They say it ain’t over till the fat lady sings, but has shealready delivered the final refrain for PSU’s opera program?
This Friday PSU Opera Theatre’s production of Johann Strauss'”Die Fledermaus” (“The Bat”) opens in the Lincoln Performance Hall,despite the disappearance of a significant grant that has helpedthem go to the stage for the last four years.
The Miller Grant
In 1999, Ruth Dobson, director of opera theatre at PSU, attendedPSU’s production of Mozart’s “Cosi Fan Tutte” with wealthy artspatron James F. Miller. Miller was so taken with the productionthat he offered Dobson a grant for the following year. 2000 markedthe beginning of a four-year streak of Miller Grants for the awardwinning but financially struggling PSU opera theatre. One mightwonder what happened to the grant this year.
“That part’s scandalous, in my opinion,” exclaimed Dobson.Normally the Fine and Performing Arts (FPA) office applies forgrants in October. Dobson was disturbed by the grant’sdisappearance this year, and she was more disturbed when she foundout that the application had not gone out until Feb. 19, at leastfour months later than usual.
The way it stands now, it must rely mostly on private donors, aresource which the dean’s office is supposed to tap by courtinginterested parties and then distributing money to the school groupsthat need it.
Keith Clark, director of orchestral studies and musical directorand conductor of the orchestra for “Die Fledermaus,” emphaticallystated that there will be a 2005 PSU opera theatre production, butDobson was more skeptical. Will the show go on? That is a questionfor the dean’s office fund-finders, she said.
“Die Fledermaus” is a $70,000 production. This figure may looksimpressive to a layperson, but it is modest compared to the budgetsof other operas. Last fall, contracts were signed with setdesigners, the famous stage director Tito Capobianco, a technicalcrew and other involved parties.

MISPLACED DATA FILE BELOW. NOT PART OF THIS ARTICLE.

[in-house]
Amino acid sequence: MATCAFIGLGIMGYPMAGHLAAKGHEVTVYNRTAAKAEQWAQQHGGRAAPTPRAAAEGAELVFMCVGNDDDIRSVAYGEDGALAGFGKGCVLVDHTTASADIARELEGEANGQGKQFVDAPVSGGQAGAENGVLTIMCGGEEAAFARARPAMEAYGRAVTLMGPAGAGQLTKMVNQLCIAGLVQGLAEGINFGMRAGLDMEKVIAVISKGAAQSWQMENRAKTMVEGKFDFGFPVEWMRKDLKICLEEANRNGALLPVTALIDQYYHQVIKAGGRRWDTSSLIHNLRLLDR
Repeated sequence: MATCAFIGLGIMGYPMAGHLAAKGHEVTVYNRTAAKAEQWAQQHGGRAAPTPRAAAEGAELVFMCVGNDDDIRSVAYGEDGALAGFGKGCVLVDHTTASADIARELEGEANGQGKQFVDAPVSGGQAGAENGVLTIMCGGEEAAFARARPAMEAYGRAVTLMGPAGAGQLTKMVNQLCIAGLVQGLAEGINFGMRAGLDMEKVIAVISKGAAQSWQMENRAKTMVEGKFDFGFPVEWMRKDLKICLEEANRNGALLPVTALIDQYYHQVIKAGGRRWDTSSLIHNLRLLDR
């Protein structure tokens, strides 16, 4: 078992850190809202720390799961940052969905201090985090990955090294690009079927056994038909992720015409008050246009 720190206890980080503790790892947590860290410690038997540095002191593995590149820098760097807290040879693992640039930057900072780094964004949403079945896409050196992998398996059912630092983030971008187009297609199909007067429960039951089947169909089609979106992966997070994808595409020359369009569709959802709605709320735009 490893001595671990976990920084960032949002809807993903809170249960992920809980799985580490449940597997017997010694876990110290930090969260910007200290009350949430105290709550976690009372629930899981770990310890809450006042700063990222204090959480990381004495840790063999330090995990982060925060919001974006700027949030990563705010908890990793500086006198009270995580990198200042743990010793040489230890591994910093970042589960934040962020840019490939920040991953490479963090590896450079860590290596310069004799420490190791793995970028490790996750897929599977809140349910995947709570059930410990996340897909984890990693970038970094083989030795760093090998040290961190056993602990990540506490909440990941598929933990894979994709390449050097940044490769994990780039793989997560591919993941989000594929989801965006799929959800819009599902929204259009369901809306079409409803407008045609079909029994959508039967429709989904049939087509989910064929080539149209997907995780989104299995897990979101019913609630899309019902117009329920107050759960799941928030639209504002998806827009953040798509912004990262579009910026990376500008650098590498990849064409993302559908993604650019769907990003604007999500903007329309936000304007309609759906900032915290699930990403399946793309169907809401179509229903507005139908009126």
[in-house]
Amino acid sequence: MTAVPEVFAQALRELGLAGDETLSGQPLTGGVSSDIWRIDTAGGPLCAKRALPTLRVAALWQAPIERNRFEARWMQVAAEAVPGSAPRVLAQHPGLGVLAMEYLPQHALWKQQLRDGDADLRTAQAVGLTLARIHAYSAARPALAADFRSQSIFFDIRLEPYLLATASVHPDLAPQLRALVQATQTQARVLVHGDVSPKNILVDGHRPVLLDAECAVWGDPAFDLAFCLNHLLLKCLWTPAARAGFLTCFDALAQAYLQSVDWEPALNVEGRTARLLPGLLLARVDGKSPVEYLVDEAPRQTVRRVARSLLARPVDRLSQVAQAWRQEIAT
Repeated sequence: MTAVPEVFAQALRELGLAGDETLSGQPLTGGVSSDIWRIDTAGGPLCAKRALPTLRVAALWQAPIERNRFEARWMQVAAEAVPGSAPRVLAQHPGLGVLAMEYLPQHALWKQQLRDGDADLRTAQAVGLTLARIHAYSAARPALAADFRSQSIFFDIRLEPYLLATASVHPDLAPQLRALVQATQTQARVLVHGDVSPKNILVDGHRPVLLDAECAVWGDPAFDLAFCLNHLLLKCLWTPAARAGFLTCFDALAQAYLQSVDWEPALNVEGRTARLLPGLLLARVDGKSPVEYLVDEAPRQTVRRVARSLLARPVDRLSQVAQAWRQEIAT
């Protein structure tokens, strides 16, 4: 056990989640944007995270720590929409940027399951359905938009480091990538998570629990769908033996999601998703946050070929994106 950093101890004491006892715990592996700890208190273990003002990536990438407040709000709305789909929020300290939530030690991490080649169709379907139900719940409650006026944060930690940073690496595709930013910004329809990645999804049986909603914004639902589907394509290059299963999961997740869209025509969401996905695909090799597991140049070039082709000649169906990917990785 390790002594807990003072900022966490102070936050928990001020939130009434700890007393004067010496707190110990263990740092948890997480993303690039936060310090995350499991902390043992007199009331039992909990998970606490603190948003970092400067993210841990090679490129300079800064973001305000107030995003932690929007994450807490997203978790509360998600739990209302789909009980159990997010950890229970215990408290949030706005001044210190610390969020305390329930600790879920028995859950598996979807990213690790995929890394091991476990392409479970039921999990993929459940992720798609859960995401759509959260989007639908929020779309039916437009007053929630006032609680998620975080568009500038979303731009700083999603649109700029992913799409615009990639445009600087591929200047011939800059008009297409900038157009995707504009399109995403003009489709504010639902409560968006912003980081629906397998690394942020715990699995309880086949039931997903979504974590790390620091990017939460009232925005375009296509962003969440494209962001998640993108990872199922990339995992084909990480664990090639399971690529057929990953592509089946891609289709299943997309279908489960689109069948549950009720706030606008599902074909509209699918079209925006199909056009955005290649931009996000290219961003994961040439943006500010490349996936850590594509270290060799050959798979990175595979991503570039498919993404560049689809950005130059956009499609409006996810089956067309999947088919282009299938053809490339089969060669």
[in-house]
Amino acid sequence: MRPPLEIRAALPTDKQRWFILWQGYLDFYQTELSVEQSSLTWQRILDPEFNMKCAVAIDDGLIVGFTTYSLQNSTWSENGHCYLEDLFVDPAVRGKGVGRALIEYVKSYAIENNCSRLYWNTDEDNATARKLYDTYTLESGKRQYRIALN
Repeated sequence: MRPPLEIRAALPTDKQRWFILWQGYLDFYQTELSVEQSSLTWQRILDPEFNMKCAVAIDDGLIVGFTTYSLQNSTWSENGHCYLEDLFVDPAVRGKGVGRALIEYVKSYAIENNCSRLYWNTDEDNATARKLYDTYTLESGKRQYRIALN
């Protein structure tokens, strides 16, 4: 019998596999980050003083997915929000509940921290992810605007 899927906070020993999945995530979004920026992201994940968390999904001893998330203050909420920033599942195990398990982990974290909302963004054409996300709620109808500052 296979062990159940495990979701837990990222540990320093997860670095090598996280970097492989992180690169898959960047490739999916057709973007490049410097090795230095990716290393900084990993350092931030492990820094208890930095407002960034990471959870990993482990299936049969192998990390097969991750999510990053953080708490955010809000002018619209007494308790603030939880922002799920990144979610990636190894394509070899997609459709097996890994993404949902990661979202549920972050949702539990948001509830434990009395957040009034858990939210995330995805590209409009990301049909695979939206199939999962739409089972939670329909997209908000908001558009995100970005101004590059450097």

While operas at PSU normally make about $25,000 in ticket sales,in the past they have also received as much as $36,000 from theMiller Grant. Dobson expressed concern that it will be difficult tofulfill the already existing contracts without this year’s MillerGrant.
Tito Capobianco, a visiting stage director, is a luminary figurein modern music.
“Without him, Pavarotti would be selling pizza,” Clark claims.Other recommendations for this show include the PSU opera theatre’stwo first-place awards from the National Opera Association, won in2000 and 2003.
On Wednesday, there was a preview of “Die Fledermaus” which wasfree for students. The program said, “This free preview for PSUStudents is our ‘thank you’ to the student body for its Student FeeCommittee support over the past 15 years.” With the loss of theMiller Grant, the opera will need the SFC’s continued support.
For all its rewards, however, this show was difficult to takein. While the orchestra caused frequent rapture, and the humoroustwists and turns of the story intrigued, the show’s prim and propermannerisms, vaudevillian antics and operatically-paced plot triedmy patience.
At the beginning of the third act, a drunken janitor (the show’smost energetically portrayed character) said that “singing shouldbe illegal,” and I must admit that at the time I sympathized withhim. “When’s the fat lady gonna sing so I can get out of here?” wasmy thought.
While at the beginning of Act One, I had loved singing, by theend of Act Two I’d had enough of it. For me, three hours of opera,even really good opera with two intermissions, is quite an earful.But if you’re looking for fancy dresses and chandeliers, and youwant to support a student production struggling to persevere, thisshow is a good opportunity.
|Lincoln Performance Hall
April 30, May 4, 7, 8
Sunday, May 2
$7 PSU students